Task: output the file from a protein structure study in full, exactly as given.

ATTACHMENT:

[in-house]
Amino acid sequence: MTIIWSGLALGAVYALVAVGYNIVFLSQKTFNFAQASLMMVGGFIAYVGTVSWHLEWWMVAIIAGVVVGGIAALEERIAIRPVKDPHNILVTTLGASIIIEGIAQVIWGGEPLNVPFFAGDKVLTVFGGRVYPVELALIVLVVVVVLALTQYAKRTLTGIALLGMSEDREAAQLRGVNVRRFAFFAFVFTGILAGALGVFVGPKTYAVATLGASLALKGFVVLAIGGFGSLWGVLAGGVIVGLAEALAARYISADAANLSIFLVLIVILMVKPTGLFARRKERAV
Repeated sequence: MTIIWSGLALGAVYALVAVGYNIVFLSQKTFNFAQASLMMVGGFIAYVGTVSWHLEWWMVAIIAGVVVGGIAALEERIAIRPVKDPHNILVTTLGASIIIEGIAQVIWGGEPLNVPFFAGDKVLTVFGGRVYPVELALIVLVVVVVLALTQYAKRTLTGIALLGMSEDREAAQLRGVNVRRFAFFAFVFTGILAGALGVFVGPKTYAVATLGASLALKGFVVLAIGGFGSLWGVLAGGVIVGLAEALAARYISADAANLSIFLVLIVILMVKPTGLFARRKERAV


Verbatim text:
[in-house]
Amino acid sequence: MTIIWSGLALGAVYALVAVGYNIVFLSQKTFNFAQASLMMVGGFIAYVGTVSWHLEWWMVAIIAGVVVGGIAALEERIAIRPVKDPHNILVTTLGASIIIEGIAQVIWGGEPLNVPFFAGDKVLTVFGGRVYPVELALIVLVVVVVLALTQYAKRTLTGIALLGMSEDREAAQLRGVNVRRFAFFAFVFTGILAGALGVFVGPKTYAVATLGASLALKGFVVLAIGGFGSLWGVLAGGVIVGLAEALAARYISADAANLSIFLVLIVILMVKPTGLFARRKERAV
Repeated sequence: MTIIWSGLALGAVYALVAVGYNIVFLSQKTFNFAQASLMMVGGFIAYVGTVSWHLEWWMVAIIAGVVVGGIAALEERIAIRPVKDPHNILVTTLGASIIIEGIAQVIWGGEPLNVPFFAGDKVLTVFGGRVYPVELALIVLVVVVVLALTQYAKRTLTGIALLGMSEDREAAQLRGVNVRRFAFFAFVFTGILAGALGVFVGPKTYAVATLGASLALKGFVVLAIGGFGSLWGVLAGGVIVGLAEALAARYISADAANLSIFLVLIVILMVKPTGLFARRKERAV